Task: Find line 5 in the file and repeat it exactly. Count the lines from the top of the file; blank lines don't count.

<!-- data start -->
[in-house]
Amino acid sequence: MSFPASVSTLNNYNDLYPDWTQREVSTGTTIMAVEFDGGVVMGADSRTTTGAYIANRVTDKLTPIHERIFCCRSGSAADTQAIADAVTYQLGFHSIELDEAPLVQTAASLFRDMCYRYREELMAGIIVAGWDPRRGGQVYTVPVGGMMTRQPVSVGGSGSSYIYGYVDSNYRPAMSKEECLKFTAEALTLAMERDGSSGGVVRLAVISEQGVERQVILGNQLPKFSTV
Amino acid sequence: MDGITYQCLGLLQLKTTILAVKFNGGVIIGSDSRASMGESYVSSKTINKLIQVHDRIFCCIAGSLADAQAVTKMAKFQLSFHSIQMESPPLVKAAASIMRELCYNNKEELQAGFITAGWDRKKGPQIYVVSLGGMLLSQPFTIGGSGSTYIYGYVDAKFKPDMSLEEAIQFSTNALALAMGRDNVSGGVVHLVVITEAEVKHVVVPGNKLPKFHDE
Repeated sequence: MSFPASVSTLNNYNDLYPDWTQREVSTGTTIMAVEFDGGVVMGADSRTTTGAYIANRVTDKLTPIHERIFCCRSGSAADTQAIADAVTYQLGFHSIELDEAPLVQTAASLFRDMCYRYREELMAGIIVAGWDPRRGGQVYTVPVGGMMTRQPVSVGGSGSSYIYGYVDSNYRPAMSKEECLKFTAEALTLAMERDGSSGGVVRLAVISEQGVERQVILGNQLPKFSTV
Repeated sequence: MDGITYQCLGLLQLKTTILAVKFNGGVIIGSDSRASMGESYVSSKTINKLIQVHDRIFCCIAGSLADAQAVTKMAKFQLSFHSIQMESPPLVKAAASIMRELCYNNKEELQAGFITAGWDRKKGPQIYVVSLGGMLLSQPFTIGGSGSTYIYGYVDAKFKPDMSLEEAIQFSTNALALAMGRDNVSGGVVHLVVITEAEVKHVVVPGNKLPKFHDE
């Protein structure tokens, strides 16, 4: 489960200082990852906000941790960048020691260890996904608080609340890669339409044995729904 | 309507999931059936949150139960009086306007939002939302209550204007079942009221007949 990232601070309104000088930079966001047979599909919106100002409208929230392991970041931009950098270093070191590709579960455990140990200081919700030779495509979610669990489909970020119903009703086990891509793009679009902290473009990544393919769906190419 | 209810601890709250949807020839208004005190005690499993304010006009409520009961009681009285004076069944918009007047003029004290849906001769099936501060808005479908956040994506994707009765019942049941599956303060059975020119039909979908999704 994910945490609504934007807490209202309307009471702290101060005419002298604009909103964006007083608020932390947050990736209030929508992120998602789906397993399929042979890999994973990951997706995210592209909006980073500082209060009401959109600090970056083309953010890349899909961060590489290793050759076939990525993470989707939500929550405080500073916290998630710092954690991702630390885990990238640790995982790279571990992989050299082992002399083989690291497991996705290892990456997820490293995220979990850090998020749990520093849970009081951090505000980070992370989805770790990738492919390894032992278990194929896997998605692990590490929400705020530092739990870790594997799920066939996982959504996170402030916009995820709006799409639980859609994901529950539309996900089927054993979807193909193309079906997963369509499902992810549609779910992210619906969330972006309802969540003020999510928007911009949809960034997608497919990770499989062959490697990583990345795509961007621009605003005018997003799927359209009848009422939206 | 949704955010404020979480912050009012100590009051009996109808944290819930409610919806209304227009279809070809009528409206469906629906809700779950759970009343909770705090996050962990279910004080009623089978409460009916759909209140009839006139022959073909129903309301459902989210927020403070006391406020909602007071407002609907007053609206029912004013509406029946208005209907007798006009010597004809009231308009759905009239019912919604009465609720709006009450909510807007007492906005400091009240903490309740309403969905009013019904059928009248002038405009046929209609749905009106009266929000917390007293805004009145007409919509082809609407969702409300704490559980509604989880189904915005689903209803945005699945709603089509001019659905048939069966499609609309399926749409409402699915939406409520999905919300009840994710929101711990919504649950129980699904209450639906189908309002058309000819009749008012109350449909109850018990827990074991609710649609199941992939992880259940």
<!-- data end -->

Repeated sequence: MDGITYQCLGLLQLKTTILAVKFNGGVIIGSDSRASMGESYVSSKTINKLIQVHDRIFCCIAGSLADAQAVTKMAKFQLSFHSIQMESPPLVKAAASIMRELCYNNKEELQAGFITAGWDRKKGPQIYVVSLGGMLLSQPFTIGGSGSTYIYGYVDAKFKPDMSLEEAIQFSTNALALAMGRDNVSGGVVHLVVITEAEVKHVVVPGNKLPKFHDE